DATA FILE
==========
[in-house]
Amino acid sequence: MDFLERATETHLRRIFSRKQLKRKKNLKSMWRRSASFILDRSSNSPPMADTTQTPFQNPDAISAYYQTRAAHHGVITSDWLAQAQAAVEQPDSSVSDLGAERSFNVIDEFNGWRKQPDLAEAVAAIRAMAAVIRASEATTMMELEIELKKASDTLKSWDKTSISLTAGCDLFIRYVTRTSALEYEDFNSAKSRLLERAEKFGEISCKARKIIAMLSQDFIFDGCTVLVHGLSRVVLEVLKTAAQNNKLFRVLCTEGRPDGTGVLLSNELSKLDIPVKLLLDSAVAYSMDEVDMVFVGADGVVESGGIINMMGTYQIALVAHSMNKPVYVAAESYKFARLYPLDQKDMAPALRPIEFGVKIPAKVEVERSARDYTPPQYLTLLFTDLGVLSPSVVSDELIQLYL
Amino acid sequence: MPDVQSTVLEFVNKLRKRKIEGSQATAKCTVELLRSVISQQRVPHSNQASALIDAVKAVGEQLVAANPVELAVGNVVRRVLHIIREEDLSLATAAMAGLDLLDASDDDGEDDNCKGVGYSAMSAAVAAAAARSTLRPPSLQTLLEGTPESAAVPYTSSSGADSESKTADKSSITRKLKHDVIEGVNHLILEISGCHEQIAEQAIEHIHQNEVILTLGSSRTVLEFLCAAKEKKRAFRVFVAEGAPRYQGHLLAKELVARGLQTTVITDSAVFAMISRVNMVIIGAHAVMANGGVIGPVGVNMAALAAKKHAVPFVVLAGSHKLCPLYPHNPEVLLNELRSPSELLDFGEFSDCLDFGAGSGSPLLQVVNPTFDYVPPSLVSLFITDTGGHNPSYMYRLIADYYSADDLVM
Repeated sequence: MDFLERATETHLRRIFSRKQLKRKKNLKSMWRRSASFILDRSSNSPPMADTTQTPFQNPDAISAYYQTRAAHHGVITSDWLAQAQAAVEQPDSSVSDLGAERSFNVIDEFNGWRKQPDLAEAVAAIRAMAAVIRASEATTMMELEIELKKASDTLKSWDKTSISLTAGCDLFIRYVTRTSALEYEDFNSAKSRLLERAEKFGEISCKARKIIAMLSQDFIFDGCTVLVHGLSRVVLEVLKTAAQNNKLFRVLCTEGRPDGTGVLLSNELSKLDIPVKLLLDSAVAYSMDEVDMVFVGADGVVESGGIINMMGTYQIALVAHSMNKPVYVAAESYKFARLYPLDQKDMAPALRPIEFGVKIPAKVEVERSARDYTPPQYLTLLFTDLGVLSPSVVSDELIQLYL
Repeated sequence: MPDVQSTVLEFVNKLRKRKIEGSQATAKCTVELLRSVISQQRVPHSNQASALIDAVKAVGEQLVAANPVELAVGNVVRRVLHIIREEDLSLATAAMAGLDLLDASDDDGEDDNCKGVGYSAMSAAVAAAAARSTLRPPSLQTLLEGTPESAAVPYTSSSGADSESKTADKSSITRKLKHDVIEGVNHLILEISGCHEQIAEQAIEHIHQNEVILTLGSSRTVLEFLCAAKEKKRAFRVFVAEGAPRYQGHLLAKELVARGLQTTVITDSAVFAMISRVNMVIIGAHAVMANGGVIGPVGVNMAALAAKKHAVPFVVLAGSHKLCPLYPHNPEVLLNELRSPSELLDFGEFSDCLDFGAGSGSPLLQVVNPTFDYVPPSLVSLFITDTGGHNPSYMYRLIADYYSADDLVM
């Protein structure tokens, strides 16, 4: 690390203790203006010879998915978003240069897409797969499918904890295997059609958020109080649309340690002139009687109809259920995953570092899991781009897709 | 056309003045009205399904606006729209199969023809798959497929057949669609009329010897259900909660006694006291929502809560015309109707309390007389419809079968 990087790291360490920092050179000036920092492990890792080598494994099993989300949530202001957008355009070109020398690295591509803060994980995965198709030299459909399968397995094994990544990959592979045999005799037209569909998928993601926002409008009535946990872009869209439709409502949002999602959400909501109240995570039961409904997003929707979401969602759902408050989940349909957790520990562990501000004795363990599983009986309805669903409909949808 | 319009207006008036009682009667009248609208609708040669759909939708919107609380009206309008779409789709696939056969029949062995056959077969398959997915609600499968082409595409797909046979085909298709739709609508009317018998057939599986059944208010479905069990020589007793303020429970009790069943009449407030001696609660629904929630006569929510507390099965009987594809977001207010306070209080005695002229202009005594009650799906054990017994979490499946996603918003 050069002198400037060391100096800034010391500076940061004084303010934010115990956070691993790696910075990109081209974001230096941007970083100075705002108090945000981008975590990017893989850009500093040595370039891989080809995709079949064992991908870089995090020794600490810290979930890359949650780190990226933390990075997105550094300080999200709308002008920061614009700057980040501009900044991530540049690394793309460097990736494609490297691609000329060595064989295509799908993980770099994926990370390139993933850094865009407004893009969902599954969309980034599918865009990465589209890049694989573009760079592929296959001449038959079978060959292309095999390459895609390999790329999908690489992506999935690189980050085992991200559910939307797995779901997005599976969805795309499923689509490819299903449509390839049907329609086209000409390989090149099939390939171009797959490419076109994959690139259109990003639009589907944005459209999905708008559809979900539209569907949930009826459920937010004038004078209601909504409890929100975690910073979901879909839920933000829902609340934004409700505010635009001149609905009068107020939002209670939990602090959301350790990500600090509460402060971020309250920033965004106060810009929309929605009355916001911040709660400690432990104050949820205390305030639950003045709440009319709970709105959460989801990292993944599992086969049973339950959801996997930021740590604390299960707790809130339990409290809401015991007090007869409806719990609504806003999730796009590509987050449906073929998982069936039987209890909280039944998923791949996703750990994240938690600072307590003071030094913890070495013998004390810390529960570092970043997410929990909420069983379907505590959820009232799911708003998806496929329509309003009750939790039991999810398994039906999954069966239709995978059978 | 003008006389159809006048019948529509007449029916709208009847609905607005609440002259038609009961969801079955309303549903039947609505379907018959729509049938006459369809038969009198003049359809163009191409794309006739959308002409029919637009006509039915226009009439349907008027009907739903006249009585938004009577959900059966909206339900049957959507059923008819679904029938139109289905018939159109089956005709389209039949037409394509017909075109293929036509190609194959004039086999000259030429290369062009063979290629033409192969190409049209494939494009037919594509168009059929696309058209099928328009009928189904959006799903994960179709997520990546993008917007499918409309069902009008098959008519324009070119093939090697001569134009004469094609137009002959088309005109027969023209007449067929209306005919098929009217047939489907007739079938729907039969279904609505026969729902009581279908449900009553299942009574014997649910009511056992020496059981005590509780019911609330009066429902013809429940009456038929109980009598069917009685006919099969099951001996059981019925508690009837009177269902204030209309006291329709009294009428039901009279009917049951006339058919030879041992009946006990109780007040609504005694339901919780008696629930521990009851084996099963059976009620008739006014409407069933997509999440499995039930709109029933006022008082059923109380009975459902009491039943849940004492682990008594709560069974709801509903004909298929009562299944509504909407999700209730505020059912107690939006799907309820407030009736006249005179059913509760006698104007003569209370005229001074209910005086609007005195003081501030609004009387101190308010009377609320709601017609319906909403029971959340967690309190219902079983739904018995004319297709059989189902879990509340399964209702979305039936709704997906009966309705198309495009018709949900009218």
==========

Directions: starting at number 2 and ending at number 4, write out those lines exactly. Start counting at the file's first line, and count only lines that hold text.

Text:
Amino acid sequence: MDFLERATETHLRRIFSRKQLKRKKNLKSMWRRSASFILDRSSNSPPMADTTQTPFQNPDAISAYYQTRAAHHGVITSDWLAQAQAAVEQPDSSVSDLGAERSFNVIDEFNGWRKQPDLAEAVAAIRAMAAVIRASEATTMMELEIELKKASDTLKSWDKTSISLTAGCDLFIRYVTRTSALEYEDFNSAKSRLLERAEKFGEISCKARKIIAMLSQDFIFDGCTVLVHGLSRVVLEVLKTAAQNNKLFRVLCTEGRPDGTGVLLSNELSKLDIPVKLLLDSAVAYSMDEVDMVFVGADGVVESGGIINMMGTYQIALVAHSMNKPVYVAAESYKFARLYPLDQKDMAPALRPIEFGVKIPAKVEVERSARDYTPPQYLTLLFTDLGVLSPSVVSDELIQLYL
Amino acid sequence: MPDVQSTVLEFVNKLRKRKIEGSQATAKCTVELLRSVISQQRVPHSNQASALIDAVKAVGEQLVAANPVELAVGNVVRRVLHIIREEDLSLATAAMAGLDLLDASDDDGEDDNCKGVGYSAMSAAVAAAAARSTLRPPSLQTLLEGTPESAAVPYTSSSGADSESKTADKSSITRKLKHDVIEGVNHLILEISGCHEQIAEQAIEHIHQNEVILTLGSSRTVLEFLCAAKEKKRAFRVFVAEGAPRYQGHLLAKELVARGLQTTVITDSAVFAMISRVNMVIIGAHAVMANGGVIGPVGVNMAALAAKKHAVPFVVLAGSHKLCPLYPHNPEVLLNELRSPSELLDFGEFSDCLDFGAGSGSPLLQVVNPTFDYVPPSLVSLFITDTGGHNPSYMYRLIADYYSADDLVM
Repeated sequence: MDFLERATETHLRRIFSRKQLKRKKNLKSMWRRSASFILDRSSNSPPMADTTQTPFQNPDAISAYYQTRAAHHGVITSDWLAQAQAAVEQPDSSVSDLGAERSFNVIDEFNGWRKQPDLAEAVAAIRAMAAVIRASEATTMMELEIELKKASDTLKSWDKTSISLTAGCDLFIRYVTRTSALEYEDFNSAKSRLLERAEKFGEISCKARKIIAMLSQDFIFDGCTVLVHGLSRVVLEVLKTAAQNNKLFRVLCTEGRPDGTGVLLSNELSKLDIPVKLLLDSAVAYSMDEVDMVFVGADGVVESGGIINMMGTYQIALVAHSMNKPVYVAAESYKFARLYPLDQKDMAPALRPIEFGVKIPAKVEVERSARDYTPPQYLTLLFTDLGVLSPSVVSDELIQLYL